This trio of films was just a toss of the dice from my various streaming service watchlists. Let’s see if any of them were exciting enough to keep me occupied.
THE FEARWAY (2023)
We’ve seen this all before. It combines locked in a location horror with road rage terror and manages to fall flat in both respects.
A straight couple is heading to see the female’s sick father. They’re also having conflicted feelings about when to get married.
Then the craziness kicks in. They hit something in the road, but there’s nothing there when they get out except a patch of ice…in the desert. Minutes later, a dude in a black car starts relentlessly pursuing them.
They pull into a diner/gas station/hotel and the guy goes away. Everyone in the diner is nice…except they’re all apparently guarding some sort of gateway to death that’s behind a hotel room door. Sigh.
There’s mention of a beast behind the door, but we never get to see it. There’s an awesome reaper type guy driving the black car.
Hard to ignore the fact that this “dark man” representing the reaper is the only Black character in the whole movie. Sad thing is he’s an awesome villain that deserves more screen time in a better movie. There’s only one satisfying confrontation with him.
The rest of the movie is a just a loop of the couple trying to leave but always circling back to the diner/gas station/hotel. And the “twist” at the end is no twist. It’s been done dozens of times in movies that were all the rage a couple of decades ago.
A straight couple falls victim to a home invasion in London. To get away from it all, they head to a countryside home in Ireland. They’re instructed to leave an offering of liver at the door of a small house back in the gardens…or else.
Turns out there are little goblins living in the woods beyond the little house.
This is a slow burn film that keeps you waiting for the first appearance of the goblins, which doesn’t happen until an hour in.
But once they finally arrive, it’s an entertaining and sometimes humorous battle. But it’s not exactly what you’d expect, because the real problem for the couple is a weird family they hire to fix up the house.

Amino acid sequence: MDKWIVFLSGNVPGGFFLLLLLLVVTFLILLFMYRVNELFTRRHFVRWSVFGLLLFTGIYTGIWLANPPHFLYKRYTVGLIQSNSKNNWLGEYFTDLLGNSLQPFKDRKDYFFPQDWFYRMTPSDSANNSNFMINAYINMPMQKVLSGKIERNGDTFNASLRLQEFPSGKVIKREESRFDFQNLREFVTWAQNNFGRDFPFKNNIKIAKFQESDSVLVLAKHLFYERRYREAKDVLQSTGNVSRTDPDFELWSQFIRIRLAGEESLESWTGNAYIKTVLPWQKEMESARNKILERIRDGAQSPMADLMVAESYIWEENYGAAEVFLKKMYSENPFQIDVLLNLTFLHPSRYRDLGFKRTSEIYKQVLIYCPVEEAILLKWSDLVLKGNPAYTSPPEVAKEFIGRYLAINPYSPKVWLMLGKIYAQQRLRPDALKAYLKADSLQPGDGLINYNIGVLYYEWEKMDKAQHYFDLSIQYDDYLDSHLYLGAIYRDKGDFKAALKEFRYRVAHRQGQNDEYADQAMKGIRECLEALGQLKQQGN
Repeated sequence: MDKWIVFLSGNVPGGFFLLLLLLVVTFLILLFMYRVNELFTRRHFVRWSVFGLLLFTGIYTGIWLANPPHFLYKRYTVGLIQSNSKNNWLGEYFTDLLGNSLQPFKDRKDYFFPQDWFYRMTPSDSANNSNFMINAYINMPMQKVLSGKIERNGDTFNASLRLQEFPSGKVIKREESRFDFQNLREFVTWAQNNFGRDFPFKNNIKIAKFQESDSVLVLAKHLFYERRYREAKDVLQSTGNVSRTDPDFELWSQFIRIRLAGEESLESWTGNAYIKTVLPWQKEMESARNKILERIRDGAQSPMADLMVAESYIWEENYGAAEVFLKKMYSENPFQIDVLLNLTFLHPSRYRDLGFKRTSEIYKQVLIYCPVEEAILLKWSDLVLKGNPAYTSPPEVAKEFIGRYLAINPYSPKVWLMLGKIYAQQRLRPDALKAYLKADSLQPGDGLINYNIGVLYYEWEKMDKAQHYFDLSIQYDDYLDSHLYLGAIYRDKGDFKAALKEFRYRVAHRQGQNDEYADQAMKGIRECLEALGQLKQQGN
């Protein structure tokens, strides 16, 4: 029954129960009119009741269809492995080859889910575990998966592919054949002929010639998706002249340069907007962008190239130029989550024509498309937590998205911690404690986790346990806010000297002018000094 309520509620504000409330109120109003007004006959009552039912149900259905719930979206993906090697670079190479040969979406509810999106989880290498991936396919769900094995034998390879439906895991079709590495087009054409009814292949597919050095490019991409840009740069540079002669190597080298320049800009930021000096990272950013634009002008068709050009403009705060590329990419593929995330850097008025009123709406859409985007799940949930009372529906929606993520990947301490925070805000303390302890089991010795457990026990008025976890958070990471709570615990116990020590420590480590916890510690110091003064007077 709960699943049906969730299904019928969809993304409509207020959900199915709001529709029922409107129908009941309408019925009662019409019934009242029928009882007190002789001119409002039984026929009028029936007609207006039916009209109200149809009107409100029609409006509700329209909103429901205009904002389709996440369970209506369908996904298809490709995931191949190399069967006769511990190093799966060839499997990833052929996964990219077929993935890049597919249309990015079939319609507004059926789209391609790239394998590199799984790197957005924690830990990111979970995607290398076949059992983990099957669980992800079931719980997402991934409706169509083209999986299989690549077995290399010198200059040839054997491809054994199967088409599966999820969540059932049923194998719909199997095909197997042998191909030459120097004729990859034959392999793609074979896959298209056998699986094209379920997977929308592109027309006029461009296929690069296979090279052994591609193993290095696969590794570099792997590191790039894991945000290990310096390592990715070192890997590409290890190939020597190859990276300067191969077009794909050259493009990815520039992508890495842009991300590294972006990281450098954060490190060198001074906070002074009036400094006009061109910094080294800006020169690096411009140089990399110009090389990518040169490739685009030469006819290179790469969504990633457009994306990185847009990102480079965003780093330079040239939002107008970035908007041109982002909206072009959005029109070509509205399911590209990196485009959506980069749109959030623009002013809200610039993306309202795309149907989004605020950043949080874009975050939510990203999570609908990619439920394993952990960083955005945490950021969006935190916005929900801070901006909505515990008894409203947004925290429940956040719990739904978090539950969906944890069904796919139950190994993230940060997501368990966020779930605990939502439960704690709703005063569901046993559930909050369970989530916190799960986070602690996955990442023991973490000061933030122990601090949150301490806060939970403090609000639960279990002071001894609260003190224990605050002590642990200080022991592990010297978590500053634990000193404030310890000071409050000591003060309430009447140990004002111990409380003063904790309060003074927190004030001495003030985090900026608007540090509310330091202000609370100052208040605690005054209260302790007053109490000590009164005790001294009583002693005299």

That’s what makes this film a refreshing take on the little critters genre—it doesn’t follow the usual template.
THE CANTERVILLE GHOST (1996)
Based on Oscar Wilde’s short story, this film was made right around the time Neve Campbell was about to make it big in the horror realm with The Craft and Scream. It’s definitely a gentle warm-up, because it’s essentially a family movie. Personally, I think it would bore kids, because it’s a romanticized ghost story.
Neve and her family come to live in Canterville Hall after her dad gets a job in England. She doesn’t want to be there, her little brothers are pranksters and get on her nerves, and…there’s a ghost.
It’s hard to ignore the fact that Neve’s character here dresses exactly like Sidney in the first Scream movie…
Patrick Stewart plays the specter, and we very quickly see that he isn’t scary. He’s kind of just there, haunting the place and waiting to tie up loose ends so he can cross over.
It’s up to Neve to help him. But she wants something in return. She’s in love with a young Duke that lives next door.
Her parents think she’s lying about the ghost she sees, and so they want to send her home. She wants Stewart to help prove to them that he exists.
It’s hokey, it isn’t fun like other family ghost movies, and when Neve eventually has to travel to a “dark realm” to help release Stewart’s spirit, we don’t even go along with her! WTF?